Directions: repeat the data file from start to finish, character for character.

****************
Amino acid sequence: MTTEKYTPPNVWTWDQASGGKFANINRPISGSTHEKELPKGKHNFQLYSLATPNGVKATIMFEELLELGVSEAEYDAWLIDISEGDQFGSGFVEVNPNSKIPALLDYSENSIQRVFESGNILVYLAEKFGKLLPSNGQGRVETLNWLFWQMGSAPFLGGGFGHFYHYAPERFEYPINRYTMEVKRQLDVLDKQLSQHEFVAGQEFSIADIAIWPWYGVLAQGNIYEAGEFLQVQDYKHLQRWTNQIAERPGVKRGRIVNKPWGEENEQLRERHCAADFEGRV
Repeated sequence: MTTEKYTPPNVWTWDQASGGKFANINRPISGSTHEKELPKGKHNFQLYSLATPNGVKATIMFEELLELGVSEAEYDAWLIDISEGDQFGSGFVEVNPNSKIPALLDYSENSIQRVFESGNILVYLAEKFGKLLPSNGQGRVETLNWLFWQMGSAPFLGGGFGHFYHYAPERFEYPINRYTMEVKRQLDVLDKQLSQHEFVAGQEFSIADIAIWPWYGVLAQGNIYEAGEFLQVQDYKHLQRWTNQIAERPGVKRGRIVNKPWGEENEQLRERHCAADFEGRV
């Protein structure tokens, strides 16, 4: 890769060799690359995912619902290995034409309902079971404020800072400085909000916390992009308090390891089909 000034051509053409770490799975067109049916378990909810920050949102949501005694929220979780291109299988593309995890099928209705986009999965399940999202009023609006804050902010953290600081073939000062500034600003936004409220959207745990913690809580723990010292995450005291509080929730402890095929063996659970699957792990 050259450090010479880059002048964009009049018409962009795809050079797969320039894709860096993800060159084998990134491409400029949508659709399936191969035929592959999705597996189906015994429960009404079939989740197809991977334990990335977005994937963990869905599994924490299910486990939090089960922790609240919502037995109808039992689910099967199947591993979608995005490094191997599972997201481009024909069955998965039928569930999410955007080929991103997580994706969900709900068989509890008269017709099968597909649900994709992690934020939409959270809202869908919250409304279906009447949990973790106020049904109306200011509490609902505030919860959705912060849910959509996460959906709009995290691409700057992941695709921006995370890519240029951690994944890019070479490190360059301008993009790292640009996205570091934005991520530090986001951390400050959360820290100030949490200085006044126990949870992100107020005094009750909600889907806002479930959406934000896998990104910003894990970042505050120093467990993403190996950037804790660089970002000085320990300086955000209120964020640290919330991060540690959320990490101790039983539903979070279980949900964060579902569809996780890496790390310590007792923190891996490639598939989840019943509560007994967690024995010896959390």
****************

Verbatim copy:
Amino acid sequence: MTTEKYTPPNVWTWDQASGGKFANINRPISGSTHEKELPKGKHNFQLYSLATPNGVKATIMFEELLELGVSEAEYDAWLIDISEGDQFGSGFVEVNPNSKIPALLDYSENSIQRVFESGNILVYLAEKFGKLLPSNGQGRVETLNWLFWQMGSAPFLGGGFGHFYHYAPERFEYPINRYTMEVKRQLDVLDKQLSQHEFVAGQEFSIADIAIWPWYGVLAQGNIYEAGEFLQVQDYKHLQRWTNQIAERPGVKRGRIVNKPWGEENEQLRERHCAADFEGRV
Repeated sequence: MTTEKYTPPNVWTWDQASGGKFANINRPISGSTHEKELPKGKHNFQLYSLATPNGVKATIMFEELLELGVSEAEYDAWLIDISEGDQFGSGFVEVNPNSKIPALLDYSENSIQRVFESGNILVYLAEKFGKLLPSNGQGRVETLNWLFWQMGSAPFLGGGFGHFYHYAPERFEYPINRYTMEVKRQLDVLDKQLSQHEFVAGQEFSIADIAIWPWYGVLAQGNIYEAGEFLQVQDYKHLQRWTNQIAERPGVKRGRIVNKPWGEENEQLRERHCAADFEGRV
């Protein structure tokens, strides 16, 4: 890769060799690359995912619902290995034409309902079971404020800072400085909000916390992009308090390891089909 000034051509053409770490799975067109049916378990909810920050949102949501005694929220979780291109299988593309995890099928209705986009999965399940999202009023609006804050902010953290600081073939000062500034600003936004409220959207745990913690809580723990010292995450005291509080929730402890095929063996659970699957792990 050259450090010479880059002048964009009049018409962009795809050079797969320039894709860096993800060159084998990134491409400029949508659709399936191969035929592959999705597996189906015994429960009404079939989740197809991977334990990335977005994937963990869905599994924490299910486990939090089960922790609240919502037995109808039992689910099967199947591993979608995005490094191997599972997201481009024909069955998965039928569930999410955007080929991103997580994706969900709900068989509890008269017709099968597909649900994709992690934020939409959270809202869908919250409304279906009447949990973790106020049904109306200011509490609902505030919860959705912060849910959509996460959906709009995290691409700057992941695709921006995370890519240029951690994944890019070479490190360059301008993009790292640009996205570091934005991520530090986001951390400050959360820290100030949490200085006044126990949870992100107020005094009750909600889907806002479930959406934000896998990104910003894990970042505050120093467990993403190996950037804790660089970002000085320990300086955000209120964020640290919330991060540690959320990490101790039983539903979070279980949900964060579902569809996780890496790390310590007792923190891996490639598939989840019943509560007994967690024995010896959390």